It seems that every few months some one claims to have found body parts, shrouds or other artefacts of biblical figures. The problem is: with modern scientific techniques, people who read about such finds are over generous with their certainty and credulity than is due. The fact is that these finds can scarcely be considered more authentic or certain now than they were 50 or even 100 years ago.
I’ll give you an example, for some time now archaeologists and other bone experts have had the ability to fairly well describe the ethnic origin of bone remains. Now with DNA analysis technology being faster and cheaper we are able to very accurately define the ethnic origin of bone. This is a great thing, especially when we discover a species of hominid. What does it tell us about these kinds of finds though? It tells us exactly what it would tell us about any other archeological find. Where the person was from. Unless John the Baptist is the only middle-eastern man known to have existed at the time this means very little.
The dating of the bone is faced with a similar problem, just because the bone can be dated to when a person was alleged to be alive does not make it a compelling case for the bone belonging to that person, as there were a lot of other males from the middle-east alive at that time also.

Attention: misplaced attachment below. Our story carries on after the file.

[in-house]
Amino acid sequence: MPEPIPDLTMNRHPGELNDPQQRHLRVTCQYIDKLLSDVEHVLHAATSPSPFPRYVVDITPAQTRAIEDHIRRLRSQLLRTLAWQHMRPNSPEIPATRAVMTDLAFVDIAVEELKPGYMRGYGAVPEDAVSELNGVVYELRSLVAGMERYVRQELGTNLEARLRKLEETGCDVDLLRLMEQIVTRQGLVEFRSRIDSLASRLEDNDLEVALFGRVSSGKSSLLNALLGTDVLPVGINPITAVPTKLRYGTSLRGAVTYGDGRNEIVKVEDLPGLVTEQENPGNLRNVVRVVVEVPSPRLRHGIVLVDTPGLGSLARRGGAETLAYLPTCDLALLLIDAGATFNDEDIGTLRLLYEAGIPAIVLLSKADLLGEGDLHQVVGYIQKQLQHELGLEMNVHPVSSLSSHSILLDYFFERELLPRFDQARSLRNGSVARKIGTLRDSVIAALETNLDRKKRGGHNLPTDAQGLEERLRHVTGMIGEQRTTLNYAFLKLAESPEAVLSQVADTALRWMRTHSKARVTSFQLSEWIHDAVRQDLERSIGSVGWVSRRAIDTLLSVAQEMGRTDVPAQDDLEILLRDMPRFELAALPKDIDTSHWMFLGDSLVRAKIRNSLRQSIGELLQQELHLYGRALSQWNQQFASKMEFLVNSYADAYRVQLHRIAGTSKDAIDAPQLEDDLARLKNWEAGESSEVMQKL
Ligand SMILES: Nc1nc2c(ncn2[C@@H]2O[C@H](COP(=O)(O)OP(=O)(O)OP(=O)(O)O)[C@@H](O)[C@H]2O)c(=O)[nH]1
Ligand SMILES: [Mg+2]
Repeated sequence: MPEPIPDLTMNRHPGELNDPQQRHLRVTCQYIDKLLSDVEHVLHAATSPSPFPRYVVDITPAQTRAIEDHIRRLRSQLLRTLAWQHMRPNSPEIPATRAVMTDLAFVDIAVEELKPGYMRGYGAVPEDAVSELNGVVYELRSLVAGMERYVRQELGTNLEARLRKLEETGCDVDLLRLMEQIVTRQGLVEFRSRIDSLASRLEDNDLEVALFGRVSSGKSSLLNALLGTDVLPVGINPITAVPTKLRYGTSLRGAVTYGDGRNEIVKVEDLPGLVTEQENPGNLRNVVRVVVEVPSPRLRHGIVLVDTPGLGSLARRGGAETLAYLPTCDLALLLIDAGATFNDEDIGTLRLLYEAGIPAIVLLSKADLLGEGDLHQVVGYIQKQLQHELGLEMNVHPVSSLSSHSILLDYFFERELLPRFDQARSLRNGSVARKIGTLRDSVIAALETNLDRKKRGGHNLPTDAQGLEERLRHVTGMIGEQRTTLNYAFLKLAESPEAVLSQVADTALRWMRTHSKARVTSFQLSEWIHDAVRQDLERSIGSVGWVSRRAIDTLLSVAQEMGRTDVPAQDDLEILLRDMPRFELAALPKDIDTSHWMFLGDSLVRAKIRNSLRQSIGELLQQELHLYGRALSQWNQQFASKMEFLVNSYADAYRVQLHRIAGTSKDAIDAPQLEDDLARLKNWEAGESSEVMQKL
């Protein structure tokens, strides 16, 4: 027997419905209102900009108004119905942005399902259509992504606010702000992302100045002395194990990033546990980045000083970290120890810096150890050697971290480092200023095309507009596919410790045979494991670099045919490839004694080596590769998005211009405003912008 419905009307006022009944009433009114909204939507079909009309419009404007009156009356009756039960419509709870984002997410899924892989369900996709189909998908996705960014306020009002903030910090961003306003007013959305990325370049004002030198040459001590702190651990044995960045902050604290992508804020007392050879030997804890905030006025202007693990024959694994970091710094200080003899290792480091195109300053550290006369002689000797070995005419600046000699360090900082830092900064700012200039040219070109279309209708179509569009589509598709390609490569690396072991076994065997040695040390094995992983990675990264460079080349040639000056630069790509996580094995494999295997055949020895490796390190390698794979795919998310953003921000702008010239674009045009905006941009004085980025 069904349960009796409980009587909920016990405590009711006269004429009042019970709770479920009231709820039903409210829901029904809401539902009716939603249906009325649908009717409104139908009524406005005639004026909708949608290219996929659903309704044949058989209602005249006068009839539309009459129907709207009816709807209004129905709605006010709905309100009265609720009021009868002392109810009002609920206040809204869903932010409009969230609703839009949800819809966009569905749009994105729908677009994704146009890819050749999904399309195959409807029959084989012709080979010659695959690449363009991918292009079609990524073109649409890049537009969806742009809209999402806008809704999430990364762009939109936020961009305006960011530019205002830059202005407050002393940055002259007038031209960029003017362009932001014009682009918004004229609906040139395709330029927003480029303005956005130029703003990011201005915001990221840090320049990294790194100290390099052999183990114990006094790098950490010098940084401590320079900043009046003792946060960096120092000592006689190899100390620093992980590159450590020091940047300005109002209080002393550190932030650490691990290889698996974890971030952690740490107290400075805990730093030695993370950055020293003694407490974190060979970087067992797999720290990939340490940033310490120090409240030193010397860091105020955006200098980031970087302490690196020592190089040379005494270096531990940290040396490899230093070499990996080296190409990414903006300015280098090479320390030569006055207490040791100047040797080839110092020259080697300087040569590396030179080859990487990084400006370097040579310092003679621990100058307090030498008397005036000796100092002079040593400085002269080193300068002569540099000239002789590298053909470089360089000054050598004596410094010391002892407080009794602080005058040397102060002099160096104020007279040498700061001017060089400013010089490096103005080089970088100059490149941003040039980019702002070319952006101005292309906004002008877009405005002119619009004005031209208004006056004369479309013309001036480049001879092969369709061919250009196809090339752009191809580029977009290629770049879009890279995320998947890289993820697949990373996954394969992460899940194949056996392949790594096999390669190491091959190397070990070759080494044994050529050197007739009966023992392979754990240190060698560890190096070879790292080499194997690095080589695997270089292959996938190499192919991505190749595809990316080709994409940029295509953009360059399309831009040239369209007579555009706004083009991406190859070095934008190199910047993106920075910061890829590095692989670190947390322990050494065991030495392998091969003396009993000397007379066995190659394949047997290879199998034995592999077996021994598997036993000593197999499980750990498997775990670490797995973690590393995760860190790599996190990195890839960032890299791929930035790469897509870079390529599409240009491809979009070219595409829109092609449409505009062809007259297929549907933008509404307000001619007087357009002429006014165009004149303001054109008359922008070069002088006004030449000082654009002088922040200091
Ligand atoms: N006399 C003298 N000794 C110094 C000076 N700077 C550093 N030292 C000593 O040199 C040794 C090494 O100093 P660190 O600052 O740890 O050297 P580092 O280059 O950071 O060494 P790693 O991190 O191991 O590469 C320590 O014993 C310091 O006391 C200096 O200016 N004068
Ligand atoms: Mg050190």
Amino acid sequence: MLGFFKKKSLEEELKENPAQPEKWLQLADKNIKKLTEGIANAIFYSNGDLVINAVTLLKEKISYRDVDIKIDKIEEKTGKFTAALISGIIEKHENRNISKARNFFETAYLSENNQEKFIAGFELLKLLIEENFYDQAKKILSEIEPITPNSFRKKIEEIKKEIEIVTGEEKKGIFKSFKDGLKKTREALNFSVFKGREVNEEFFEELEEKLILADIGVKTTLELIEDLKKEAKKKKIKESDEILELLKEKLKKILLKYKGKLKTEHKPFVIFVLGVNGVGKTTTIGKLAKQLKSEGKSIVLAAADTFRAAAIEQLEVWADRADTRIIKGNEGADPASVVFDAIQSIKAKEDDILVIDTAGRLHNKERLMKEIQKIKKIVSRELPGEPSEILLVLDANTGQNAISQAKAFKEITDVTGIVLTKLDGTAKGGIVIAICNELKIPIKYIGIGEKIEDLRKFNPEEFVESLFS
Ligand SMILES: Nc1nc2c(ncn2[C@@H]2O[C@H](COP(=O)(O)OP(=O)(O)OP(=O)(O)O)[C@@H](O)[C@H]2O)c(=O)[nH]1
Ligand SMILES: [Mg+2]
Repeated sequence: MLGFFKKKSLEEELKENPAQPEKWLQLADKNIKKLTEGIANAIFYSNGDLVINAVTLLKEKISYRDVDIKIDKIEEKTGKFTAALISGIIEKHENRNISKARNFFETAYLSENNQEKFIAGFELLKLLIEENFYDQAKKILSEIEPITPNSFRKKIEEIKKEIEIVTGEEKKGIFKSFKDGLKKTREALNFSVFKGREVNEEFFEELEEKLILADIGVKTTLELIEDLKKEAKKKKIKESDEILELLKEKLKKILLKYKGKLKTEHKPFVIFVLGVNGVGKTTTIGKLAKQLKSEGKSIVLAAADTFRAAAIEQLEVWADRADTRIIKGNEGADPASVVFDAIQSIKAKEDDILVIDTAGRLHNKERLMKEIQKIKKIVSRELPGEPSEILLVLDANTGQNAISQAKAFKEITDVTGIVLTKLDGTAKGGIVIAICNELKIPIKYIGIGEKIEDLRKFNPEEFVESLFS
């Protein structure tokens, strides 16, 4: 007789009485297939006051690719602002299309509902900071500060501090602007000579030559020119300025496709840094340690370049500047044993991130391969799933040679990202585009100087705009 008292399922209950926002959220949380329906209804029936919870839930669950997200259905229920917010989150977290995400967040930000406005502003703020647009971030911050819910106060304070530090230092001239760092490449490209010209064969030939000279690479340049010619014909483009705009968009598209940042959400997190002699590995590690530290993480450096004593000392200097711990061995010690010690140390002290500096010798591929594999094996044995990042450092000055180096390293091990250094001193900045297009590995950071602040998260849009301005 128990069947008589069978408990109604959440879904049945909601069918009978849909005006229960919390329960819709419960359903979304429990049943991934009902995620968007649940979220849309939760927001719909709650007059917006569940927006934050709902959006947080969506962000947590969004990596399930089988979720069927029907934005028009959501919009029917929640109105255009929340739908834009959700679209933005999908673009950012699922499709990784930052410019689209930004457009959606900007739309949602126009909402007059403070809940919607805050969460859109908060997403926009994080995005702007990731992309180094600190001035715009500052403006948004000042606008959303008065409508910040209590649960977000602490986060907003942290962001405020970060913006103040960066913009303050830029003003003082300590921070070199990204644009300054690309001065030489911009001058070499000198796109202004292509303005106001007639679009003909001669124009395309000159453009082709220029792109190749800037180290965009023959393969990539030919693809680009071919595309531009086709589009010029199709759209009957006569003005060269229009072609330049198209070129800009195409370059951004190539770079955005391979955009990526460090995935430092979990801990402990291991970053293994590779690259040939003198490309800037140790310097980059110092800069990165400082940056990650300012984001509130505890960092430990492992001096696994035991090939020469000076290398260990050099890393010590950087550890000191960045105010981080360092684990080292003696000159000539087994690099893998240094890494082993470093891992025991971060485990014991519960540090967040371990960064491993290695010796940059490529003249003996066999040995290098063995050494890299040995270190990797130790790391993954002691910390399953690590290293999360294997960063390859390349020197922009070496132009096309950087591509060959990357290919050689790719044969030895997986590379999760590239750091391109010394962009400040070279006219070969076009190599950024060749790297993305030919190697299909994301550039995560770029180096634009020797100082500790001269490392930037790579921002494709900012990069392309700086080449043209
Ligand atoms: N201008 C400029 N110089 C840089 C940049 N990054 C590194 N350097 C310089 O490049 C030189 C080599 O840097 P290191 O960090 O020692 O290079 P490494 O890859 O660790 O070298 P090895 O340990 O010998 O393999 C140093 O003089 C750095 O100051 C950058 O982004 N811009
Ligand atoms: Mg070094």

What is more slightly more compelling is the box that was found near the sarcophagus. The box had inscriptions that referenced John the Baptist as well as the date of his birth which is celebrated by Christians. This piece of evidence is also not without it’s problems though. Firstly the box was found near the sarcophagus, the body parts weren’t inside of it. Also the inscription itself is somewhat suspicious to me, the exact birthdate of people from those times was seldom known and was often arbitrarily assigned at a later date, so for the box to bear that date rings alarm bells for me. Finally the inscription itself has not been dated. It’s not too long ago that a certain documentary claimed to have found the body of Jesus only for real scientists to discover the inscription was a fake.
This brings me nicely to my final point. Always be suspicious of anything when the results are presented first by the media, especially in a high-profile documentary. Peer review of evidence by other experts in your field is the best validation you can get. So many claims fall by the way side after rigorous scrutiny from well-trained and experienced contemporaries. I highly expect this case to be no different.